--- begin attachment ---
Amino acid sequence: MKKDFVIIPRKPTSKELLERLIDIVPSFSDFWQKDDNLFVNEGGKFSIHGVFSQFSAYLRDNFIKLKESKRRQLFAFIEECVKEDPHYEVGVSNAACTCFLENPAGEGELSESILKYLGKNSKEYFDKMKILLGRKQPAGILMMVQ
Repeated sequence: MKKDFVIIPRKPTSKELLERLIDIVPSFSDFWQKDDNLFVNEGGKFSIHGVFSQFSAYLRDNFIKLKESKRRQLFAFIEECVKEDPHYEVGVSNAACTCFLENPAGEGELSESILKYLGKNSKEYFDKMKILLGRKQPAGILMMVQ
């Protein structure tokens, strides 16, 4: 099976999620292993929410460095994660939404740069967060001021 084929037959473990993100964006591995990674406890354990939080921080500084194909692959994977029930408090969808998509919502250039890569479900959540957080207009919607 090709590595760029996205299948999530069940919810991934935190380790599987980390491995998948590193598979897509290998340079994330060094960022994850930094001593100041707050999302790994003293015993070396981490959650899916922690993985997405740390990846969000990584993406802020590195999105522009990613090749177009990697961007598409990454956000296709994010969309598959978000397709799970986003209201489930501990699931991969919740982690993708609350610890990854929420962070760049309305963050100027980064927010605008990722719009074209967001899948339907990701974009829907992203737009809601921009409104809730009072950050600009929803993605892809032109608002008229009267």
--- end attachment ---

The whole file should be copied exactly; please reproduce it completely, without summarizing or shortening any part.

Amino acid sequence: MKKDFVIIPRKPTSKELLERLIDIVPSFSDFWQKDDNLFVNEGGKFSIHGVFSQFSAYLRDNFIKLKESKRRQLFAFIEECVKEDPHYEVGVSNAACTCFLENPAGEGELSESILKYLGKNSKEYFDKMKILLGRKQPAGILMMVQ
Repeated sequence: MKKDFVIIPRKPTSKELLERLIDIVPSFSDFWQKDDNLFVNEGGKFSIHGVFSQFSAYLRDNFIKLKESKRRQLFAFIEECVKEDPHYEVGVSNAACTCFLENPAGEGELSESILKYLGKNSKEYFDKMKILLGRKQPAGILMMVQ
């Protein structure tokens, strides 16, 4: 099976999620292993929410460095994660939404740069967060001021 084929037959473990993100964006591995990674406890354990939080921080500084194909692959994977029930408090969808998509919502250039890569479900959540957080207009919607 090709590595760029996205299948999530069940919810991934935190380790599987980390491995998948590193598979897509290998340079994330060094960022994850930094001593100041707050999302790994003293015993070396981490959650899916922690993985997405740390990846969000990584993406802020590195999105522009990613090749177009990697961007598409990454956000296709994010969309598959978000397709799970986003209201489930501990699931991969919740982690993708609350610890990854929420962070760049309305963050100027980064927010605008990722719009074209967001899948339907990701974009829907992203737009809601921009409104809730009072950050600009929803993605892809032109608002008229009267």